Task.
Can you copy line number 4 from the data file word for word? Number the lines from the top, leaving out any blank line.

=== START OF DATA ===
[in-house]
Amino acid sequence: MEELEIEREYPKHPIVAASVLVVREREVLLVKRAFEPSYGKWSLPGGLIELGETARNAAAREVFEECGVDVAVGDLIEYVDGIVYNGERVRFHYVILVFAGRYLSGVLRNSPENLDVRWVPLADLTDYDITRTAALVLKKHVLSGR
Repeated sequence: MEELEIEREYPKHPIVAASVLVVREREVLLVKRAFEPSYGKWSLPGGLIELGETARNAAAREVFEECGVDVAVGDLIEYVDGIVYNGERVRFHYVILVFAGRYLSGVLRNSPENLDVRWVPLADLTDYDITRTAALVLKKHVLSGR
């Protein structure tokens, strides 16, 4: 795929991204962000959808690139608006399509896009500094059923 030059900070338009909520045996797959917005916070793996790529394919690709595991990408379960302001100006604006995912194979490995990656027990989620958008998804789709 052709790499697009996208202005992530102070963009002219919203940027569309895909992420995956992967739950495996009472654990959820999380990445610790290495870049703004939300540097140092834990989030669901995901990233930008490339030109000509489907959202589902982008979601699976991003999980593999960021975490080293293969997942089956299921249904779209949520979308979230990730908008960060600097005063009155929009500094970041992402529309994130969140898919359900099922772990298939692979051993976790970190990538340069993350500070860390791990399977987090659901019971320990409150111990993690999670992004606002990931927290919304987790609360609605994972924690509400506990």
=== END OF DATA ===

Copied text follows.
């Protein structure tokens, strides 16, 4: 795929991204962000959808690139608006399509896009500094059923 030059900070338009909520045996797959917005916070793996790529394919690709595991990408379960302001100006604006995912194979490995990656027990989620958008998804789709 052709790499697009996208202005992530102070963009002219919203940027569309895909992420995956992967739950495996009472654990959820999380990445610790290495870049703004939300540097140092834990989030669901995901990233930008490339030109000509489907959202589902982008979601699976991003999980593999960021975490080293293969997942089956299921249904779209949520979308979230990730908008960060600097005063009155929009500094970041992402529309994130969140898919359900099922772990298939692979051993976790970190990538340069993350500070860390791990399977987090659901019971320990409150111990993690999670992004606002990931927290919304987790609360609605994972924690509400506990």